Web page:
The 5 main Greek options and what they measure
- The Greeks measure the impact of certain factors on the price of an equity option, namely the price of the underlying option, the decay over time and the implied volatility.
- Although delta is the change in the price of a stock option based on the change in the price of the underlying stock, it is also used to assess the probability of profitability.
- The Greeks demonstrate the challenges of options trading, balancing several factors at once.
When trading stocks, making a profit – as well as minimizing risk – is one of the main things investors pay attention to. But for slightly more advanced investors, they might want to try options trading, which comes with additional factors like time decay and
which come with their own complications.
To keep track of these factors, there is something called the Greeks. These measures, represented by various letters of the Greek alphabet, quantify the effect that changes in various factors have on the price of an option.
Options are contracts that give you the right – but not the obligation – to buy or sell a stock at an agreed price, called the strike price, within a specified time, regardless of the price of that stock when you are performing the contract. If your strike price is in a favorable position relative to the current stock price, sometimes referred to as the spot price, then you are “in the money” (ITM). If your strike price and your spot price are equivalent, you are “at par” (ATM). If your strike price is in an unfavorable position, you are “out of the money” (OTM).
There are two types of options you can create: call options and put options. A call option lets you buy the stock at a pre-determined price, which means your strike price must be lower than the spot price to be ITM. A put option allows you to sell a stock at a predetermined price to hedge against the market, meaning you want the spot price to fall below your strike price.
Although options allow you to buy or sell stocks, options themselves are also treated as a security. In fact, this is their primary use.
“Most options are unexercised,” says Randy Frederick, managing director of trading and derivatives at the Schwab Financial Research Center. “Believe it or not, only about 10% of all options are actually exercised. That doesn’t mean it doesn’t mean 90% of them expire, it just means that only about 10% of call options that are purchased are actually used to purchase shares.”
What are the Greeks in options trading?
The market value of an option derives from its ability to acquire stock at a better price. This value is affected by several factors – the price of the underlying stock, the remaining life of the option and volatility are the most important. This is where the Greeks come in. “The Greeks are really a way to quantify the various factors that could affect the price of an option,” Frederick says.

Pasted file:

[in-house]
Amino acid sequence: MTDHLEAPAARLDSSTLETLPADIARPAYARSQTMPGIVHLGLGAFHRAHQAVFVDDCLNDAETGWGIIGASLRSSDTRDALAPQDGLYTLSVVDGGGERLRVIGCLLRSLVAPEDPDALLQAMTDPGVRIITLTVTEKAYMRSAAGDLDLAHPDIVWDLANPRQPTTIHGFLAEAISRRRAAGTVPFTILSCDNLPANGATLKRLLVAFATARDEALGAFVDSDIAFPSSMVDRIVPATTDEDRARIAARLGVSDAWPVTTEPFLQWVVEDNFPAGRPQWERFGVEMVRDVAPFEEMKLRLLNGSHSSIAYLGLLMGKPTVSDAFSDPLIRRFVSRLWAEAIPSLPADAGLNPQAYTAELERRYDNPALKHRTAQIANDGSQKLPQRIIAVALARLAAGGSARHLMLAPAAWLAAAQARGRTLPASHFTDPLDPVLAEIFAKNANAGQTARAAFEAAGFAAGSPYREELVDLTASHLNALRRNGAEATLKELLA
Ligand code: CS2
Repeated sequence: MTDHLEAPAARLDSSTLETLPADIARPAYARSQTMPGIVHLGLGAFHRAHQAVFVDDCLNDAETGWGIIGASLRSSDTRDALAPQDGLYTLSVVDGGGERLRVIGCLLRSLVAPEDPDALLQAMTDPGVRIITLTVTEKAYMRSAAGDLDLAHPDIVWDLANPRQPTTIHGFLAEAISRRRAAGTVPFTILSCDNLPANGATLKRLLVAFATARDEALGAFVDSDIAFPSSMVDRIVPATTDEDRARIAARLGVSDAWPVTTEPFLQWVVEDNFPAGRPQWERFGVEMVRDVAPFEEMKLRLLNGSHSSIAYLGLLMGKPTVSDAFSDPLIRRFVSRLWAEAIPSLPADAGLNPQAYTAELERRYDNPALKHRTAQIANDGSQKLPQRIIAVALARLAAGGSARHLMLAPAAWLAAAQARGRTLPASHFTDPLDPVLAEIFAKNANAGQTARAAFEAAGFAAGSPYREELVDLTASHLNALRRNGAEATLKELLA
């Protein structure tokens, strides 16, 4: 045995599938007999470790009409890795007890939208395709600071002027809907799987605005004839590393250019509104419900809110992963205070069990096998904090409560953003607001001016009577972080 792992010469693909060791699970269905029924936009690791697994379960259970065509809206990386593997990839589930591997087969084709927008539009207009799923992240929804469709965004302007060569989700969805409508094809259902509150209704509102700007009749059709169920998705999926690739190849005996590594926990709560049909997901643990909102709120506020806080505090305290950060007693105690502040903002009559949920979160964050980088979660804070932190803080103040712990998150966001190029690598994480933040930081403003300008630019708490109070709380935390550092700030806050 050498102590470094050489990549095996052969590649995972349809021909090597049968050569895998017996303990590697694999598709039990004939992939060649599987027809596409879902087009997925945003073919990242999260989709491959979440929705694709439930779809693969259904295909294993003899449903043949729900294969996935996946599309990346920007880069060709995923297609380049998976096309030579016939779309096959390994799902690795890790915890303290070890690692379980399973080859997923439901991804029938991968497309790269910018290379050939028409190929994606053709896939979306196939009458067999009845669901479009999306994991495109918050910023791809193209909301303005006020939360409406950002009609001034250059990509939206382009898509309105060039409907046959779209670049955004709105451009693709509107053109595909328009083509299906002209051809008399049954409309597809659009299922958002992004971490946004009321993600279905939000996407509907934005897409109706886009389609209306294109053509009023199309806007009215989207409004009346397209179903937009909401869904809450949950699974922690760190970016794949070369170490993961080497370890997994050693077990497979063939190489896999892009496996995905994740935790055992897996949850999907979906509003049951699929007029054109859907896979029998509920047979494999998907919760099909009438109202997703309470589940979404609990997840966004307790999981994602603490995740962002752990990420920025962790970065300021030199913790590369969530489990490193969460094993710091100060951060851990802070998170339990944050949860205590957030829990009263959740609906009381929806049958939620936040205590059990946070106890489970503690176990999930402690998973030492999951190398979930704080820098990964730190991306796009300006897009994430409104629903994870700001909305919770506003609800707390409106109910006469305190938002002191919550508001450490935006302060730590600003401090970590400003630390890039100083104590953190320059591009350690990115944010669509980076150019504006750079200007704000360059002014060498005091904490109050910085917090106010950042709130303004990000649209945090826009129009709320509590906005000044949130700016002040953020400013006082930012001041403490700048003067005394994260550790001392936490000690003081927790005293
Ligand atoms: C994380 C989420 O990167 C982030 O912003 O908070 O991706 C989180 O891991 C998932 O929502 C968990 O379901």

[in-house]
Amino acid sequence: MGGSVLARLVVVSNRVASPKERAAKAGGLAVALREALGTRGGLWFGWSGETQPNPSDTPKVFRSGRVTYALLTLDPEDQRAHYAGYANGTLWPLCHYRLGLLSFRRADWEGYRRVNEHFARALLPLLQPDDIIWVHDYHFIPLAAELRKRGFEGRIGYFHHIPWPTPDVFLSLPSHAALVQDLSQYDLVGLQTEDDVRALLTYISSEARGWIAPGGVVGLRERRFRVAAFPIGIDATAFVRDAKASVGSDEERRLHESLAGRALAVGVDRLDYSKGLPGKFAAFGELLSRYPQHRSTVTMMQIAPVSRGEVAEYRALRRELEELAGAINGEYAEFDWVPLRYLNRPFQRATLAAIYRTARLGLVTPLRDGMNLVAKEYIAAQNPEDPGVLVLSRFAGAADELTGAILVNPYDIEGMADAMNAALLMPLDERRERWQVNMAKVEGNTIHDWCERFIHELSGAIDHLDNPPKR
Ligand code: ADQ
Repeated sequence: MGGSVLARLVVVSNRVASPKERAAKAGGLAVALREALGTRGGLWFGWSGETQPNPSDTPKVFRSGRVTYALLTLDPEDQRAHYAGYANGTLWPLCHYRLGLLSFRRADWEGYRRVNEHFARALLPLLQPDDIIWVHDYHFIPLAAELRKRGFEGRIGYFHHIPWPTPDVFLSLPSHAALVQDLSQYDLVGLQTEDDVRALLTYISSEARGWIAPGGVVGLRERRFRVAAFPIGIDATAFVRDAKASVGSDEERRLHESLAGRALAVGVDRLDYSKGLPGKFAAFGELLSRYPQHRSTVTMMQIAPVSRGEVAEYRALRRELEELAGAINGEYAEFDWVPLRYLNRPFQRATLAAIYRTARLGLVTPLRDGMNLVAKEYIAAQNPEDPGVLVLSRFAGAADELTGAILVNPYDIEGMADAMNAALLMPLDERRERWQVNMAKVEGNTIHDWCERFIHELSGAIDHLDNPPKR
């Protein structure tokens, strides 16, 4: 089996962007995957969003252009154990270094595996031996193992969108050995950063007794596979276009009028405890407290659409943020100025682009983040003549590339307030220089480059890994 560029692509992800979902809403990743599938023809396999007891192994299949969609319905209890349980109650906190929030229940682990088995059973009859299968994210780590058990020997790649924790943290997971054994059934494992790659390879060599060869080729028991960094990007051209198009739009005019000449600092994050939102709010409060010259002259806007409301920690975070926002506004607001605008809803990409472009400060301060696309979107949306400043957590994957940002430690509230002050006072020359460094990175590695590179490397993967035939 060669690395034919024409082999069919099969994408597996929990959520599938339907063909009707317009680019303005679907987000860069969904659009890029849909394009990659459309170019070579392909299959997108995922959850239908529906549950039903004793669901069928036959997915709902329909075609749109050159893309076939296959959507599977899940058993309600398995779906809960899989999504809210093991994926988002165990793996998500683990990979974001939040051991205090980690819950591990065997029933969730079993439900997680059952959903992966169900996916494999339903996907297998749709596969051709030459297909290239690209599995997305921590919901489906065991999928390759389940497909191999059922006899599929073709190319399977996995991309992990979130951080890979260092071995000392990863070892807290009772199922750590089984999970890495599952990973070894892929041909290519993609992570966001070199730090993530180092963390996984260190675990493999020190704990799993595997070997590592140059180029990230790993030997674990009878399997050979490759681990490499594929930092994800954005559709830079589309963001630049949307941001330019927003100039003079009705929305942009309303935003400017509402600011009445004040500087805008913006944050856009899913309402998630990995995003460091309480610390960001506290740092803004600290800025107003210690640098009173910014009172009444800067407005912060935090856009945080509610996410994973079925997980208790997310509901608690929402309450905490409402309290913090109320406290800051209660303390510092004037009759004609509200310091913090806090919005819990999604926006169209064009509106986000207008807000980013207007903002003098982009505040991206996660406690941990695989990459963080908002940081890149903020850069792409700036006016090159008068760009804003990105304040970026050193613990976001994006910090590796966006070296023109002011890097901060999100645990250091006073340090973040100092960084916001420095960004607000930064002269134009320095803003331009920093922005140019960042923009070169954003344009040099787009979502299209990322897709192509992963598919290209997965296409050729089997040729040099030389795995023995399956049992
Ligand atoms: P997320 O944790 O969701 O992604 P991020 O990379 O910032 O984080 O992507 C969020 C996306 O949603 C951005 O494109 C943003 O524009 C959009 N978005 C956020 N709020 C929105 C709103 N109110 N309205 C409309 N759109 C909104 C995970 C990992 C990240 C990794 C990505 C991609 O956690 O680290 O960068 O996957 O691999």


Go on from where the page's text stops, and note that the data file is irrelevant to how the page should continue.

The five main Greek options
There are a myriad of factors that affect the price of an option, but as a retail investor, there are five you should focus on.
Delta: The impact of stock prices
Delta measures how much the price of an option will change if the price of its underlying stock changes by one dollar. The delta of an option will be between -1.0 and 1.0 – and call options have positive deltas while put options have negative deltas.
For example, the price of a call option with a delta of 0.5 will increase by $0.50 for every $1 the stock increases. Since put options have an inverse relationship with the price of its underlying stock, a put option with a delta of -0.5 would rise in price for every dollar that the price of its underlying stock falls.
Delta can also be used to indicate the probability that an option will expire ITM, meaning you will make a profit if you exercise the option. Although an option with a higher delta is more likely to expire ITM, it is also more expensive.
The delta of an ATM option usually sits at a value of 0.5, which means there is an equal chance that an option will expire ITM or OTM. Indeed, “if nothing happens in a company on a given day, [the stock price] could go up a dollar or it could go down a dollar. It’s about 50-50,” Frederick said.
But delta usually fluctuates over the life of an option because the probability of an option ending in ITM changes over its life.
Let’s say that the price of the underlying stock of a call option increases by $1 relative to the option’s strike price. The option is now a dollar in the money, which means it is even further from being out of the money. For every dollar the stock price rises, it becomes that much less likely that the stock will fall enough to fall out of the money.